> If the DiagnosticCommandArgumentInfo instance describes an option,
> isOption() returns true and getPosition() returns -1. Otherwise, when
> the DiagnosticCommandArgumentInfo instance describes an argument,
> isOption() returns false and getPosition() returns the expected position
> for this argument. The position of an argument is defined relatively to
> all arguments passed on the command line, options are not considered
> when defining an argument position. The getDefault() method returns the
> default value of the argument if a default has been defined, otherwise
> it returns null.
> 3-2 The implementation
> The framework has been designed in a way that prevents diagnostic
> command developers to worry about the JMX interface. In addition to
> the methods described in section 1-2, a diagnostic command developer has
> to provide three methods:
> int get_num_arguments()
> which returns the number of option and arguments supported by the 
> command.
> GrowableArray<const char *>* get_argument_name_array()
> which provides the name of the arguments supported by the command.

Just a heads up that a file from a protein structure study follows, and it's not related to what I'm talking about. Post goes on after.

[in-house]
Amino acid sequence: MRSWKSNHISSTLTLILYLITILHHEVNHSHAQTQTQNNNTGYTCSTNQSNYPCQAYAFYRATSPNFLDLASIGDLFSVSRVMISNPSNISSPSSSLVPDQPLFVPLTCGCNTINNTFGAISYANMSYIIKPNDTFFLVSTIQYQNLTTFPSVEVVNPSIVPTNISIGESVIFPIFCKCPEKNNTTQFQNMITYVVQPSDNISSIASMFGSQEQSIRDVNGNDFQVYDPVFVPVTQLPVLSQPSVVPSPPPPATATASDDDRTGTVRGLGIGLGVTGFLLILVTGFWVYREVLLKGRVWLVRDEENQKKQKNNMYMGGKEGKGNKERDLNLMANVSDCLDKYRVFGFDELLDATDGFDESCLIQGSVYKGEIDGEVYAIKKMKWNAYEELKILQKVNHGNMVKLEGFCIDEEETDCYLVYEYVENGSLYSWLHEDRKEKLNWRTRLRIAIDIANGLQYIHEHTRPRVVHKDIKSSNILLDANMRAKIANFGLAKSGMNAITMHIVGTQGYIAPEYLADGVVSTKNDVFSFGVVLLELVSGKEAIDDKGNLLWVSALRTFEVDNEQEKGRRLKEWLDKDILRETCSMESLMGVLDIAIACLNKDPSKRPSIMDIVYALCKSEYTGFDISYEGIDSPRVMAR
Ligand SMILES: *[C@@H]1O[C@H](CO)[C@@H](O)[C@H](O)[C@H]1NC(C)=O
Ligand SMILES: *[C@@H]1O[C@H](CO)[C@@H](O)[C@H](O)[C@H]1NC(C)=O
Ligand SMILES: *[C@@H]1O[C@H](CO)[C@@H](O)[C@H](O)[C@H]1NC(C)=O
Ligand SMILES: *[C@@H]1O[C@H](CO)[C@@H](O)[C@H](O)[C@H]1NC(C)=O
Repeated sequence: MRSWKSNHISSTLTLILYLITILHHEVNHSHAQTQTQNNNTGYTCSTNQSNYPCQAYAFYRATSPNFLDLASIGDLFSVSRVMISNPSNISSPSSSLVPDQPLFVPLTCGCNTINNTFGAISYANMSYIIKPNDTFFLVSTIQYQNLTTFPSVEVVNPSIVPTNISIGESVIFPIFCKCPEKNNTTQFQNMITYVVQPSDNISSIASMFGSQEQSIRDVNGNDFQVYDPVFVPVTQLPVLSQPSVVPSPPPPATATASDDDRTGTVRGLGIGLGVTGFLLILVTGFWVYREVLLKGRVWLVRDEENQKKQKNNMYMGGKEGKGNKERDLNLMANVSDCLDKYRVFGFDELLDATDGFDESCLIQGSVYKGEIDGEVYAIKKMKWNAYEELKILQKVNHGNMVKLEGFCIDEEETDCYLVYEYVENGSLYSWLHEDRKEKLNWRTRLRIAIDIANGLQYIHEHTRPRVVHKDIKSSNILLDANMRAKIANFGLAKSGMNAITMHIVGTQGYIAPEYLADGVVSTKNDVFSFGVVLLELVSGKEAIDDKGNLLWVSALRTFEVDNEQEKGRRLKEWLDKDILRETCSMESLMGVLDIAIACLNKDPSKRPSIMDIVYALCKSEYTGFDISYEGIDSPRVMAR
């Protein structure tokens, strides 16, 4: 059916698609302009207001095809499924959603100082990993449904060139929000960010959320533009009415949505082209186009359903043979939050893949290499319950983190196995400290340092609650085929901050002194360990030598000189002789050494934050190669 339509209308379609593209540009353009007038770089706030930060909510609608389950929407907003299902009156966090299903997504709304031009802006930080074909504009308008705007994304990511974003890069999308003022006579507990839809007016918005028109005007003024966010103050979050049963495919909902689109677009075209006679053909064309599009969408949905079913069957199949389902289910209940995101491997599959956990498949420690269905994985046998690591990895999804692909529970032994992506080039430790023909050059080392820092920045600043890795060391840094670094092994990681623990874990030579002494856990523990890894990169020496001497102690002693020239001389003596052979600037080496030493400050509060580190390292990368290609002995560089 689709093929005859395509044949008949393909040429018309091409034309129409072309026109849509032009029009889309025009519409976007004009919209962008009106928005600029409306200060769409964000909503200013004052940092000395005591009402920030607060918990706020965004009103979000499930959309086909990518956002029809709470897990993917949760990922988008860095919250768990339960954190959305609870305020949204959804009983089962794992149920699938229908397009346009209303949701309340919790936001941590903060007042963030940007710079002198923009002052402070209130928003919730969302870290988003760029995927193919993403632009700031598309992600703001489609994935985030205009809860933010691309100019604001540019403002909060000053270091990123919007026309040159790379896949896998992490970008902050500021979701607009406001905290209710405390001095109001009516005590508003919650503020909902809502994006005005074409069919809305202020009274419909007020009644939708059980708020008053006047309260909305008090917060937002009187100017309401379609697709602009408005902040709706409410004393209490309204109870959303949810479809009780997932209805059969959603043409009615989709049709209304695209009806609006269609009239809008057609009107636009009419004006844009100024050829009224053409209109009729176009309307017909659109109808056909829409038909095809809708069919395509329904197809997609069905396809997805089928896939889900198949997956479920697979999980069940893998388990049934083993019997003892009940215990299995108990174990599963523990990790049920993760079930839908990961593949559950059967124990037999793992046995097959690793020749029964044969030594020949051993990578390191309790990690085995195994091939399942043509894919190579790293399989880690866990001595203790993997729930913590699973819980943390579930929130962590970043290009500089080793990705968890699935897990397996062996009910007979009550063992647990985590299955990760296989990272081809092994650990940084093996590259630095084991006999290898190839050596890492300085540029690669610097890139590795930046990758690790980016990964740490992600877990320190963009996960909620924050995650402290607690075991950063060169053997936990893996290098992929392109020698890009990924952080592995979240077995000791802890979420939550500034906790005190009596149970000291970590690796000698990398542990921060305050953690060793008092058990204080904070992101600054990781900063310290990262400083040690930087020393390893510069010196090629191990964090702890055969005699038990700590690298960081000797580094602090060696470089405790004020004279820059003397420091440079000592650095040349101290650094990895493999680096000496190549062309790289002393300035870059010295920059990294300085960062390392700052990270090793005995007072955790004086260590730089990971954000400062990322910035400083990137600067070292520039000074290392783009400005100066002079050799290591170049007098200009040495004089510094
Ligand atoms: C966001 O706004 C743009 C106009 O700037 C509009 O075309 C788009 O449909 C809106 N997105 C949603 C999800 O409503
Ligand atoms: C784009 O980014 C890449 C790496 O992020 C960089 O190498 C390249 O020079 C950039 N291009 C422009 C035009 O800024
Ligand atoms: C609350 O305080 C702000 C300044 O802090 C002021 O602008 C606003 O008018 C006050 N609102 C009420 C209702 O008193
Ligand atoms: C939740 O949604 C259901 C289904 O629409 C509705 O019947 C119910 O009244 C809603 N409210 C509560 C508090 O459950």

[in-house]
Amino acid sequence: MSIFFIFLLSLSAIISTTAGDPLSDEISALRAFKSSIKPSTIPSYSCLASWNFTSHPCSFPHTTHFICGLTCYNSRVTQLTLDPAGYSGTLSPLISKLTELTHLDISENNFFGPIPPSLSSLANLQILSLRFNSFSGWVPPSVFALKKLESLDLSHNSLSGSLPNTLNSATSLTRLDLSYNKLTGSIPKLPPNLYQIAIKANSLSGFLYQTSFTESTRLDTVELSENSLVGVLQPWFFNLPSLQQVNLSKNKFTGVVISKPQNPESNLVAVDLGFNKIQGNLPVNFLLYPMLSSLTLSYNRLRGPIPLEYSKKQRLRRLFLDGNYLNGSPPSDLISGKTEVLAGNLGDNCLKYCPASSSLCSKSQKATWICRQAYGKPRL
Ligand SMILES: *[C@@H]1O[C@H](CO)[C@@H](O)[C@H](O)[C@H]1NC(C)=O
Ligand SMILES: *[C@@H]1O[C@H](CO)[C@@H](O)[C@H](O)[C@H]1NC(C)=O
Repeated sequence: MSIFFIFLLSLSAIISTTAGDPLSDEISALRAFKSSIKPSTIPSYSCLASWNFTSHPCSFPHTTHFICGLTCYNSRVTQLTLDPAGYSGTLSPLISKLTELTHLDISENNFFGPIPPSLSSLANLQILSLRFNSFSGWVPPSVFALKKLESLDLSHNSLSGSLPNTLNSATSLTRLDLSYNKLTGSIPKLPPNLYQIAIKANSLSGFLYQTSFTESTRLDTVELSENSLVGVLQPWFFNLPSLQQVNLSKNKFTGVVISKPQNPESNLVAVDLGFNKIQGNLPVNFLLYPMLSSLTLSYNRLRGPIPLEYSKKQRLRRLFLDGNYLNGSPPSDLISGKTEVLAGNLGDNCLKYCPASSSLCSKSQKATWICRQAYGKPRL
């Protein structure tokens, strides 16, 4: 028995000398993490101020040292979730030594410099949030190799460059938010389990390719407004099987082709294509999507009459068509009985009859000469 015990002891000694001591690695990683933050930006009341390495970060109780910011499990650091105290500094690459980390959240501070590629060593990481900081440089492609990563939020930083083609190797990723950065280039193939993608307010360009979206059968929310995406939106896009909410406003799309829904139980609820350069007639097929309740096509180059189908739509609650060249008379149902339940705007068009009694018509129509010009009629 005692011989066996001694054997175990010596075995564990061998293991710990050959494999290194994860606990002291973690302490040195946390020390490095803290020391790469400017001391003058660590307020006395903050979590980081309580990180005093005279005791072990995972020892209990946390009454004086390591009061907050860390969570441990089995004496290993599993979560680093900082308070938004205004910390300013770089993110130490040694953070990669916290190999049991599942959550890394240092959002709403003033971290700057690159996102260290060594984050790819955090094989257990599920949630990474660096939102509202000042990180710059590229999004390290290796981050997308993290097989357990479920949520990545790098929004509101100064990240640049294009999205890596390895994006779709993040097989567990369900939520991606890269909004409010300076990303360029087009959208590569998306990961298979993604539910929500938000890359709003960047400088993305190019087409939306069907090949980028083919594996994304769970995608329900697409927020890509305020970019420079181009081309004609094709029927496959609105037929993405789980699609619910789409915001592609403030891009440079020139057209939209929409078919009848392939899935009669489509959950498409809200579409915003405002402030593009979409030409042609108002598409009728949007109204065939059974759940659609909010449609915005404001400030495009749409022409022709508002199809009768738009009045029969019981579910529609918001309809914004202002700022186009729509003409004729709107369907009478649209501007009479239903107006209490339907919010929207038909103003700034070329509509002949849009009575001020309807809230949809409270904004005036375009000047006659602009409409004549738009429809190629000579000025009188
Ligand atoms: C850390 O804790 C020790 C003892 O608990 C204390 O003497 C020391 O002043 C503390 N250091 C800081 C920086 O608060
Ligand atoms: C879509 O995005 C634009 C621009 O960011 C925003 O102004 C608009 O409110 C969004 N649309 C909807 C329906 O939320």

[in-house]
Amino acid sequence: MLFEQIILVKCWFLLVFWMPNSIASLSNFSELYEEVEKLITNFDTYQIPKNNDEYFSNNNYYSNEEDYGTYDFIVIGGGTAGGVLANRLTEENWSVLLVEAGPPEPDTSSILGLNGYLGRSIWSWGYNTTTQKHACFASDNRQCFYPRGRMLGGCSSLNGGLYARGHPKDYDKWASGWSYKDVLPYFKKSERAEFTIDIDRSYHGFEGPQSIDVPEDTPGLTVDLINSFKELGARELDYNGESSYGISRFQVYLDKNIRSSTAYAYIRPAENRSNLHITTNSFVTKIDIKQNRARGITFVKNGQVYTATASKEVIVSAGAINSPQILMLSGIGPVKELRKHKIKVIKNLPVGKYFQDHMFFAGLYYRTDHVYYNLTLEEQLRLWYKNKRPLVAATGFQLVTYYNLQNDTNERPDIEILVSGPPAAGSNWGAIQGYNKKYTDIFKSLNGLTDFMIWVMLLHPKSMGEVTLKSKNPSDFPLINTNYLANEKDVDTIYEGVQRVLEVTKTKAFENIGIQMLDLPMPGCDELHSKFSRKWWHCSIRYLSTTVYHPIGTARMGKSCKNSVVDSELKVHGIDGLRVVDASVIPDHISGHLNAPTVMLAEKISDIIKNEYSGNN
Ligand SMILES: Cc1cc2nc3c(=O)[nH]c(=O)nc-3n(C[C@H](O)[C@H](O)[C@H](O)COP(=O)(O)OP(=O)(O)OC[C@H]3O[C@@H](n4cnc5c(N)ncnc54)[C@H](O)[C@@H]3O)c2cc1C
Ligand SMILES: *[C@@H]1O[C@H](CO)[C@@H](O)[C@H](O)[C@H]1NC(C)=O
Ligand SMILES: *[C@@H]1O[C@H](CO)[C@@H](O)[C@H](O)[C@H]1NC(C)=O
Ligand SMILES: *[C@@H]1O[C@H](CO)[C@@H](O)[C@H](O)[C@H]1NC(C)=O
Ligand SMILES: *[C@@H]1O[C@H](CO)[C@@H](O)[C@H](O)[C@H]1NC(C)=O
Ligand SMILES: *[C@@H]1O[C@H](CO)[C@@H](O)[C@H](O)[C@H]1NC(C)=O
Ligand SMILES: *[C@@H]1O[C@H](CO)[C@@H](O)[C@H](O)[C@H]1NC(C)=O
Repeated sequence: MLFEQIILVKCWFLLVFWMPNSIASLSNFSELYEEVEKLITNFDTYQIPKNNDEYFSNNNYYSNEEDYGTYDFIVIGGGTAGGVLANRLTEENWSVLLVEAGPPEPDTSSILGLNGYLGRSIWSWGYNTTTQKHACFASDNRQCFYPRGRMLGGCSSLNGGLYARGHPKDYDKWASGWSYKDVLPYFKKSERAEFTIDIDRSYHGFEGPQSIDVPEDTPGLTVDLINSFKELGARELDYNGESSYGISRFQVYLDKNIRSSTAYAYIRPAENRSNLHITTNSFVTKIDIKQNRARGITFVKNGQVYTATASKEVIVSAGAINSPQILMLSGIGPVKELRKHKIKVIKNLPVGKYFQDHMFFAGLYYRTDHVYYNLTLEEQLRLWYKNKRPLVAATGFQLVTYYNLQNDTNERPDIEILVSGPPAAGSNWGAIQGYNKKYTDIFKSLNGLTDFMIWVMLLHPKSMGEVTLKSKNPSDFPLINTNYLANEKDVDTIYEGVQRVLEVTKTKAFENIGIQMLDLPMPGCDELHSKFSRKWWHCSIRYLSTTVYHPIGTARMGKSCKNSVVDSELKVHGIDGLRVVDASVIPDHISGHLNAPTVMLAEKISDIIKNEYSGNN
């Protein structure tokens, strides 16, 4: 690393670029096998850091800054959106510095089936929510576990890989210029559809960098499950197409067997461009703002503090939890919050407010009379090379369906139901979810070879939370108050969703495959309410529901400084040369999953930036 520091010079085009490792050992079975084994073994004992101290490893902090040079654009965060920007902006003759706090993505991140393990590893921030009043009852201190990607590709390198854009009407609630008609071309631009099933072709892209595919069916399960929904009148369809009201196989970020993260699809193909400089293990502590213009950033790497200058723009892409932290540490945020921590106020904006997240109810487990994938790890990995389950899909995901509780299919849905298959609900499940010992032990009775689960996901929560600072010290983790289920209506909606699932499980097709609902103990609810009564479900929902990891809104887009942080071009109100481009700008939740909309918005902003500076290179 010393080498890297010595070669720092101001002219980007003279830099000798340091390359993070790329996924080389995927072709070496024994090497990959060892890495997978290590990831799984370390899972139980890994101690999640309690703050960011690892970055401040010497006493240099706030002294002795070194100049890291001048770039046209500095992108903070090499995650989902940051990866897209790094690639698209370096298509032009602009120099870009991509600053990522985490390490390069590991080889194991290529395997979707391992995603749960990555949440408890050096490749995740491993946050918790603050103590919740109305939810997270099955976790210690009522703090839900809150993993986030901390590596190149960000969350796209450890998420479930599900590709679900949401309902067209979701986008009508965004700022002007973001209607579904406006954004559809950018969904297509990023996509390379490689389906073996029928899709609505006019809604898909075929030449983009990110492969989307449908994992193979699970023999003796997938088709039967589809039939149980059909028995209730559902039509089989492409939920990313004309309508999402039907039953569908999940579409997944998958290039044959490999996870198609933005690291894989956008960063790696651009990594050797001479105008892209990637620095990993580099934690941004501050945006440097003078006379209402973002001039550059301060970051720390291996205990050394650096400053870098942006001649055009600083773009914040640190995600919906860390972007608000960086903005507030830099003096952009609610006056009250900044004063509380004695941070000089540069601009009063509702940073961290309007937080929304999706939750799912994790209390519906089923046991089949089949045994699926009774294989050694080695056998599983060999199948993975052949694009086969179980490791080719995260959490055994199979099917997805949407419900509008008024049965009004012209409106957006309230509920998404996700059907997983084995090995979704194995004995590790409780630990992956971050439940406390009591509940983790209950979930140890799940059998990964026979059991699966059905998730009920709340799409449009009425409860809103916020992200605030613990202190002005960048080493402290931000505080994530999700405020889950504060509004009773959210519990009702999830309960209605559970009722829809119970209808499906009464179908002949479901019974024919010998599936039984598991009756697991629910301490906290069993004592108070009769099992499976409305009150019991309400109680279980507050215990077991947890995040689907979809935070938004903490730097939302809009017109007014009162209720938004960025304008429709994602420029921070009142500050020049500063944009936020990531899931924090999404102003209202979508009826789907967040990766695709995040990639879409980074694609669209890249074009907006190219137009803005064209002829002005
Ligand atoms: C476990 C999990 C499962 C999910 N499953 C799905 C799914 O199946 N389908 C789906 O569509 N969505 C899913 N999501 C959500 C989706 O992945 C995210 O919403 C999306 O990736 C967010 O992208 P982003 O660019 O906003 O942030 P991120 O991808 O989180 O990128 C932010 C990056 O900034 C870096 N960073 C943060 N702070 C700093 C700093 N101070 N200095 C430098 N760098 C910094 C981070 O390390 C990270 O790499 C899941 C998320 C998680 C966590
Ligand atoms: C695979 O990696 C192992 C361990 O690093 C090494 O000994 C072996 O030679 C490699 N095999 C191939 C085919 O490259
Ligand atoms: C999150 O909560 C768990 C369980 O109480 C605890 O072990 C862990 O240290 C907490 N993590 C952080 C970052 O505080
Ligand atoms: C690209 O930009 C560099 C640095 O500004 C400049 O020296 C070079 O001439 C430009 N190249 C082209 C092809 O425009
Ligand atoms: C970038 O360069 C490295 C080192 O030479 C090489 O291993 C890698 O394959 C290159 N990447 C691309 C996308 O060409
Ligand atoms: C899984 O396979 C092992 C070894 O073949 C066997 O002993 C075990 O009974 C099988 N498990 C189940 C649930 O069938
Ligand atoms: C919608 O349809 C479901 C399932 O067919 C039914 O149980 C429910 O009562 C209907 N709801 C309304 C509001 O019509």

> GrowableyArray<DCmdArgumentInfo*>* get_argument_info_array()
> which provides the description of each argument with a DCmdArgumentInfo
> instance. DCmdArgumentInfo is a C++ class used by the framework to
> generate the instances. This is done
> automatically and the diagnostic command developer doesn't need to know
> how to create Java objects from the runtime.
> 4 - The Diagnostic Commands
> To avoid name collisions between diagnostic commands coming from
> different projects, use of a flat name space should be avoided and
> a more structured organization is recommended. The framework itself
> doesn't depend on this organization, so it will be a set of rules
> defining a convention in the way commands are named.
> Diagnostic commands can easily organized in a hierarchical way, so the
> template for a command name can be:
> <domain>.[sub-domain.]<command>
> This template can be extended with sub-sub-domains and so on.
> A special set of commands without domain will be reserved for the
> commands related to the diagnostic framework itself, like the "help"
> command.
> Thanks,
> Fred